News: Colorectal Cancer

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Protein “pockets” help ID cancer genes

Tuesday, November 11th, 2014

Somatic mutations, which can occur in any cell except sperm or egg, are not inheritable. Several recent studies have demonstrated that disease-causing mutations commonly alter protein folding, protein stability and protein-protein interactions. It has been difficult, however, to determine which somatic mutations identified in tumor samples “drive” the cancer development and which are just “along […]

Study identifies genes tied to colon cancer

Friday, August 22nd, 2014

by Dagny Stuart Colorectal cancer is one of the leading causes of death among populations around the world. While diet, physical activity and other lifestyle factors can influence the risk of developing the disease, hereditary factors also play an important role. Genetic factors identified to date explain only a small fraction of colorectal cancer (CRC), […]

Colon cancer’s protein signatures identified

Friday, July 25th, 2014

by Bill Snyder A Vanderbilt University-led research team has identified protein “signatures” of genetic mutations that drive colorectal cancer, the nation’s second leading cause of cancer deaths after lung cancer. The technological tour de force, described as the first integrated “proteogenomic” characterization of human cancer, was reported online this week by the journal Nature. It […]

NIH Grant Supports Colon Research

Friday, August 16th, 2013

Robert Coffey Jr., M.D., Ingram Professor of Cancer Research at Vanderbilt University, has received a five-year, $5.2 million grant from the National Institutes of Health (NIH) to study the role of extracellular RNA (ex-RNA) in colorectal cancer. Most RNA works inside cells to translate genes into proteins that are necessary for organisms to function. Now, recent […]

Colon Cancer Added to Gene Mutation Testing

Thursday, July 19th, 2012

Vanderbilt-Ingram Cancer Center has initiated tumor mutation testing for a limited number of patients with metastatic colorectal cancer. This pilot project for colorectal cancer is part of VICC’s Personalized Cancer Medicine Initiative (PCMI), a program to identify genetic mutations in a patient’s tumor that may be useful in matching the appropriate therapy with each patient. […]

Going for the Gold

Tuesday, April 17th, 2012

Vanderbilt-Ingram Cancer Center cordially invites you and your guests to join us for Going for the Gold: Living Well through Cancer! Due to an overwhelming response, we have closed registration. We are thrilled to have so many people attend! Date: Saturday, June 30, 2012 Time: 9:30 a.m.-2:30 p.m. Where: Vanderbilt University Student Life Center 310 […]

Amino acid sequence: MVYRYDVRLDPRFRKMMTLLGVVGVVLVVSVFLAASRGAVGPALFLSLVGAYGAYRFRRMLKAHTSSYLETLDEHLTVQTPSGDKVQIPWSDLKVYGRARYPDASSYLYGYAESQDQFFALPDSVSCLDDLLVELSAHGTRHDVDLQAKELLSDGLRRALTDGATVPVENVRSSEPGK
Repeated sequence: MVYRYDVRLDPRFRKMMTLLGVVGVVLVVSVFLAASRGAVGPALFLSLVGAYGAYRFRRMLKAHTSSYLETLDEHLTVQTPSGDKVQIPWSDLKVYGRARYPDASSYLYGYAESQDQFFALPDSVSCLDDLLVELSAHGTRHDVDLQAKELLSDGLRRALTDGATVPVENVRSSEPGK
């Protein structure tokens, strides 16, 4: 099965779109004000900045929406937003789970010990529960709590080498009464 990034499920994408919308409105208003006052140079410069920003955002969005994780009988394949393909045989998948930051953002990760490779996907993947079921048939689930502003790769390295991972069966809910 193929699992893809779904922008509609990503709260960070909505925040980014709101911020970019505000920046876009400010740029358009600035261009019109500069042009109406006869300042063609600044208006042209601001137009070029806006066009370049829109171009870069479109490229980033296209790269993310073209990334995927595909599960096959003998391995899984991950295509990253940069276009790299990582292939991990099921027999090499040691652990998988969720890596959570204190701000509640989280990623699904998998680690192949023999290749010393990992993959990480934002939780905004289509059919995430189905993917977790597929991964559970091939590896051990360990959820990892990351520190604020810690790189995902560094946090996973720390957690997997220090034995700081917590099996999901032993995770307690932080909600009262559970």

Newly Identified Stem Cells May Hold Clues to Colon Cancer

Thursday, March 29th, 2012

Vanderbilt-Ingram Cancer Center researchers have identified a new population of intestinal stem cells that may hold clues to the origin of colorectal cancer. This new stem cell population, reported March 30 in the journal Cell, appears to be relatively quiescent (inactive) – in contrast to the recent discovery of intestinal stem cells that multiply rapidly […]

Colon Cancer’s Cellular Crossroads

Friday, March 16th, 2012

Colon cancer development and progression involves alterations in several cell signaling pathways. Activation of the Wnt pathway is involved in the early stages of tumor development, while inactivation of signaling through the TGF-beta pathway (which typically suppresses tumor formation) is involved in later stages. However, the interactions between these pathways remain unclear. R. Daniel Beauchamp, […]

Quitting Smoking Can Be Done

Tuesday, March 13th, 2012

Join us on March 20 for a FREE informative evening on your health and wellness. Event is located at Vanderbilt-Ingram Cancer Center at Green Hills 3810 Bedford Avenue Suite 100 Nashville, TN 37215 6 p.m. Registration & Refreshments 6:30 p.m. Speaker 7:15 p.m. Questions & Answers Quitting tobacco is the best thing that you can […]

Urine Biomarker for Colon Cancer?

Friday, March 2nd, 2012

About half of colorectal tumors express elevated levels of COX-2, the key enzyme responsible for generating prostaglandins that promote cancer development. Prostaglandin E2 (PGE2) is likely the primary mediator of most of COX-2’s tumor-promoting effects, and the PGE2 metabolite, PGE-M, can be measured noninvasively in urine. To assess the utility of PGE-M as a biomarker […]